I don’t think it’s that big a deal that he used the English language to describe what was done, in any fair-minded person’s judgment. He’s said that before now. And his general position hasn’t changed. Let me paraphrase: We tortured. It was wrong. Never mind. So he tells the most basic version of the truth – that the US government authorized and conducted war crimes – and hedges it with an important caveat: We must understand the terribly fearful circumstances in which this evil was authorized. But equally, he argues that the caveat does not excuse the crime: “the character of our country has to be measured in part not by what we do when things are easy, but what we do when things are hard.”

This latter point is integral to the laws against torture – but completely guts his first point. As I noted with the UN Convention, the prohibition is absolute:

No exceptional circumstances whatsoever, whether a state of war or a threat of war, internal political instability or any other public emergency, may be invoked as a justification of torture.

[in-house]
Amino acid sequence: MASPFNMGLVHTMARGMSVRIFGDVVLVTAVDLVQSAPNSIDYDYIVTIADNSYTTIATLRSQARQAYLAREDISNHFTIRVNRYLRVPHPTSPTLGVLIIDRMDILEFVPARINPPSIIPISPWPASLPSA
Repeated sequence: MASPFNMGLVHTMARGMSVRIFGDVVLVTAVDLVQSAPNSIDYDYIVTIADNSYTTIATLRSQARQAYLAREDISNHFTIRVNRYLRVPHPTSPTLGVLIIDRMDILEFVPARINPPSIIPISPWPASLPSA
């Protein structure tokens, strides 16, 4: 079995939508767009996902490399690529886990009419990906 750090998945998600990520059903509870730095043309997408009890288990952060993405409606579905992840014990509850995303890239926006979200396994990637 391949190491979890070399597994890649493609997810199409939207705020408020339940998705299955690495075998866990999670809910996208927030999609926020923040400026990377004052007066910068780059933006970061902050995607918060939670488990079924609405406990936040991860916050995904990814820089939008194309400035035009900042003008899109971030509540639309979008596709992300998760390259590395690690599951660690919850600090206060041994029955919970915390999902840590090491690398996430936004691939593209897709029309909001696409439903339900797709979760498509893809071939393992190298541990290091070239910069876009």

Cheney, Bush, Tenet, and Rumsfeld all knew this from the get-go. That’s why they got their supine OLC to provide specious justifications for the legally prohibited. That’s why they won’t use the word “torture,” instead inventing an Orwellian euphemism. And, of course, the president’s excuse for them – that “in the immediate aftermath of 9/11,” we did wrong things – is deeply misleading. This went on for years abughraibleash.jpgacross every theater of combat. What about what Abu Ghraib revealed about the scope of torture in the battlefield much later on? What about 2005 when they secretly re-booted the torture program? This was a carefully orchestrated criminal conspiracy at the heart of the government by people who knew full well they were breaking the law. It cannot be legally or morally excused by any contingency. It cannot be treated as if all we require is an apology they will never provide.